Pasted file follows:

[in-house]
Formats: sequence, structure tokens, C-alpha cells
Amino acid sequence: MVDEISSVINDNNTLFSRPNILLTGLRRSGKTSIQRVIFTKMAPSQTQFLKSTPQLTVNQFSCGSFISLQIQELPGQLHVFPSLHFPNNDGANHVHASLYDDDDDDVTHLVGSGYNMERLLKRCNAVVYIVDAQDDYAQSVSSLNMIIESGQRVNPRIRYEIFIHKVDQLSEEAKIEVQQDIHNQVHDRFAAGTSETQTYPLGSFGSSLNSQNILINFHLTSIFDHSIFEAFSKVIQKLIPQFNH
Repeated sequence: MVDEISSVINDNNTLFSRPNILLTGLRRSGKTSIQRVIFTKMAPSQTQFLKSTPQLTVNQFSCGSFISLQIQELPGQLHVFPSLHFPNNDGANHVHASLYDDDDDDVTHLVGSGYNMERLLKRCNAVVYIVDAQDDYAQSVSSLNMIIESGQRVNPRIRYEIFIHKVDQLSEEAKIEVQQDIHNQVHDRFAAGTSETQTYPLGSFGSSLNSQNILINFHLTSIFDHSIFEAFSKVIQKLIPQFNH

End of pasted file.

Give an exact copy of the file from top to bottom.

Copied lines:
[in-house]
Formats: sequence, structure tokens, C-alpha cells
Amino acid sequence: MVDEISSVINDNNTLFSRPNILLTGLRRSGKTSIQRVIFTKMAPSQTQFLKSTPQLTVNQFSCGSFISLQIQELPGQLHVFPSLHFPNNDGANHVHASLYDDDDDDVTHLVGSGYNMERLLKRCNAVVYIVDAQDDYAQSVSSLNMIIESGQRVNPRIRYEIFIHKVDQLSEEAKIEVQQDIHNQVHDRFAAGTSETQTYPLGSFGSSLNSQNILINFHLTSIFDHSIFEAFSKVIQKLIPQFNH
Repeated sequence: MVDEISSVINDNNTLFSRPNILLTGLRRSGKTSIQRVIFTKMAPSQTQFLKSTPQLTVNQFSCGSFISLQIQELPGQLHVFPSLHFPNNDGANHVHASLYDDDDDDVTHLVGSGYNMERLLKRCNAVVYIVDAQDDYAQSVSSLNMIIESGQRVNPRIRYEIFIHKVDQLSEEAKIEVQQDIHNQVHDRFAAGTSETQTYPLGSFGSSLNSQNILINFHLTSIFDHSIFEAFSKVIQKLIPQFNH